Geneva, 21 May 2018 (PAHO/WHO) –The 71st World Health Assembly
opened today in Switzerland, with a heavy agenda and commemorating the
70 years the World Health Organization (WHO) has been in existence.
In his plenary opening speech, the Director-General of WHO, Tedros
Adhanom Ghebreyesus, highlighted WHO’s new General Programme of Work
for the next five years. “[This] is not about reinventing the wheel. It’s about
making a bigger impact than we already make. It is ambitious, as it should be.
The vision set at our founding 70 years ago is not a modest vision. Our
Constitution is not a modest document,” Tedros said.
“The eradication of smallpox stands as one of the greatest achievements not
only in the history of WHO, but in the history of medicine. That’s what WHO is
capable of. This is an organization that changes the course of history,” the
Director-General said, listing all the actions taken by the organization in every
area, including emergencies, response to chronic diseases, and other issues.
He stressed the importance of having an impact where it counts the most: at
the country level.
In this context, Dr. Tedros called on the Member States to be proactive in
assuring “health for all,” the general subject of discussion selected for this
year’s World Health Assembly.
The president of Rwanda Paul Kagame was a special guest at the opening
session, where he referred to his country’s achievements in the area of
universal health coverage. “Achieving Universal Health Coverage is feasible
for countries at every income level,” he said.
At the same ceremony, Dr. Tedros and the head of state paid homage to
Carlos Urbani, a doctor who used to work for the World Health Organization,
who discovered SARS and passed away from the disease in 2003 when he
was treating patients.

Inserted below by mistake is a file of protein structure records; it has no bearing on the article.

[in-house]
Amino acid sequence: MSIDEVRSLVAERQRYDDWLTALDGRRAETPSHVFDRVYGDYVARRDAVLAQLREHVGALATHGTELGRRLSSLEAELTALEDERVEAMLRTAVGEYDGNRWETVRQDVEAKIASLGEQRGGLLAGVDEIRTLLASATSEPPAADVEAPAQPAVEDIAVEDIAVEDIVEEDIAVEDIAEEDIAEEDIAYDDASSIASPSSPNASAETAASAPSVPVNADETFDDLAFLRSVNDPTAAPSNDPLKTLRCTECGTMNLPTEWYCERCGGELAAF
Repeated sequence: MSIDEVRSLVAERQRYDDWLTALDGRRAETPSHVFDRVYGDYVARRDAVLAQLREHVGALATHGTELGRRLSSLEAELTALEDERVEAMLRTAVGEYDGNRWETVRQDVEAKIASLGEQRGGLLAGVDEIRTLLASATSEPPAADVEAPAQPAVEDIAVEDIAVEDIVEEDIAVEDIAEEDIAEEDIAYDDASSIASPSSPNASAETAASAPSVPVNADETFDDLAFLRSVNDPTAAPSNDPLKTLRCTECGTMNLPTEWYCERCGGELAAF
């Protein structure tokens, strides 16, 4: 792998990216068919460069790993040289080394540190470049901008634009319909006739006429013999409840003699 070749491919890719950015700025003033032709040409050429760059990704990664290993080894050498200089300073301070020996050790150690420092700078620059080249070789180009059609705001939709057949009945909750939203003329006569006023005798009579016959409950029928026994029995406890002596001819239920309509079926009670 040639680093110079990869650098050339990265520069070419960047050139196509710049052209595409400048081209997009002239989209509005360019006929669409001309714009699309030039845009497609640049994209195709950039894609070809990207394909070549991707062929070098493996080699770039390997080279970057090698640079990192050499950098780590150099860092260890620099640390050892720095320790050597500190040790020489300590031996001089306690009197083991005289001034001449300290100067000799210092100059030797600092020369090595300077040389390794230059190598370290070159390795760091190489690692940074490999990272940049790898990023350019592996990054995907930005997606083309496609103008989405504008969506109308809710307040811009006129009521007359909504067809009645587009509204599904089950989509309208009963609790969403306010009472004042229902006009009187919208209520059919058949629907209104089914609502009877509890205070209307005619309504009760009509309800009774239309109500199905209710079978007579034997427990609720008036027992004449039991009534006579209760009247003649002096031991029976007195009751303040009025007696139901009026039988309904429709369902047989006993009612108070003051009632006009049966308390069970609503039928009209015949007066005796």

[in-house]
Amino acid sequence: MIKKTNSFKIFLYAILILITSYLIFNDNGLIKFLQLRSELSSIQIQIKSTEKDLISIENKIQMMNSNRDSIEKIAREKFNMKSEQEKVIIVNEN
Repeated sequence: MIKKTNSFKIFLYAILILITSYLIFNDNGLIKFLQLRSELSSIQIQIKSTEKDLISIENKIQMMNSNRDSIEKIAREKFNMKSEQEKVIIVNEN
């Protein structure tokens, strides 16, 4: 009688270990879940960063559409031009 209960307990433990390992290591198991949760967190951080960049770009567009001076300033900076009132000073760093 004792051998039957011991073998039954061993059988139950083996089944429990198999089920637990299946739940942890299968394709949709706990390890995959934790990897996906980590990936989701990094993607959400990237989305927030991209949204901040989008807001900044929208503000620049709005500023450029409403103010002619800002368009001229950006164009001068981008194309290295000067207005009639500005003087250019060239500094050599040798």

See all speeches here: www.paho.org/ams71
The Region of the Americas calls for prioritizing universal health
coverage and access
When presenting the position of the Region of the Americas, the Canadian
Minister of Health Ginnette Petitpas Taylor said that universal health coverage
is one of the highest priorities for the countries she represents, and recalled
that it was the first region to approve a strategy on this subject, which sets
goals and addresses the challenges in each country. She recognized the
progress made in achieving universal health coverage and maintaining the
quality of services, and promised that the Americas would work with other
regions to share these experiences.
Petitpas Taylor also said that the region adopted a Sustainable Health
Agenda for the Americas 2030, based on the Sustainable Development
Goals. “This is a call to action that urges us to work together to achieve the
highest levels of health and wellbeing for our populations,” she explained.
However, she warned, current challenges must be recognized, one of which is
preventing a reemergence of diseases that have been eliminated, such as
measles. “Now more than ever, it is crucial to protect our populations from
preventable diseases, given the frequent movement of people throughout the
regions,” she said. The minister added that another challenge is addressing
the factors that lead to noncommunicable diseases, having access to highcost
medicines, and reducing maternal mortality. Petitpas stressed that all of
these elements are key to ensuring access to medicines.